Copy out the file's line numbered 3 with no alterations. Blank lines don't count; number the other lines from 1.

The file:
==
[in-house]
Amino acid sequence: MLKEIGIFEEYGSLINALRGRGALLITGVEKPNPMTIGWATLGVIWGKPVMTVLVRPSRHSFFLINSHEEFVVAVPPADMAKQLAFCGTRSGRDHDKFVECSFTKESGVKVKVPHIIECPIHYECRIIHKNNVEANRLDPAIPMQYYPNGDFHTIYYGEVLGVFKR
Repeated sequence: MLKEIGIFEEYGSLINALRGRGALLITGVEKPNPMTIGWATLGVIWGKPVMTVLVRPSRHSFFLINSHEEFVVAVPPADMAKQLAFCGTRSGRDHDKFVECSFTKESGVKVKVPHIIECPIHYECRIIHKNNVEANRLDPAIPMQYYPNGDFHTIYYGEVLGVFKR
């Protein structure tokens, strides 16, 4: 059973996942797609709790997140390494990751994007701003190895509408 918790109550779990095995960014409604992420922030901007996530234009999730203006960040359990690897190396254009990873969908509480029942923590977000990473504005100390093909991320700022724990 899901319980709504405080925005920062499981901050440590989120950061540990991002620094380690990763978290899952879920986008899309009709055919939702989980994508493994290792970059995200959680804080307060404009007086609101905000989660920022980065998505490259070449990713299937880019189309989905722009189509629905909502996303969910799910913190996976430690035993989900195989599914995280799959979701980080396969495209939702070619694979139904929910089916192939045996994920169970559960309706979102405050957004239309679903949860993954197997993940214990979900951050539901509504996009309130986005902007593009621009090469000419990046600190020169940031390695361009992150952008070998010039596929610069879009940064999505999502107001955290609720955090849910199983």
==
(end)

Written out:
Repeated sequence: MLKEIGIFEEYGSLINALRGRGALLITGVEKPNPMTIGWATLGVIWGKPVMTVLVRPSRHSFFLINSHEEFVVAVPPADMAKQLAFCGTRSGRDHDKFVECSFTKESGVKVKVPHIIECPIHYECRIIHKNNVEANRLDPAIPMQYYPNGDFHTIYYGEVLGVFKR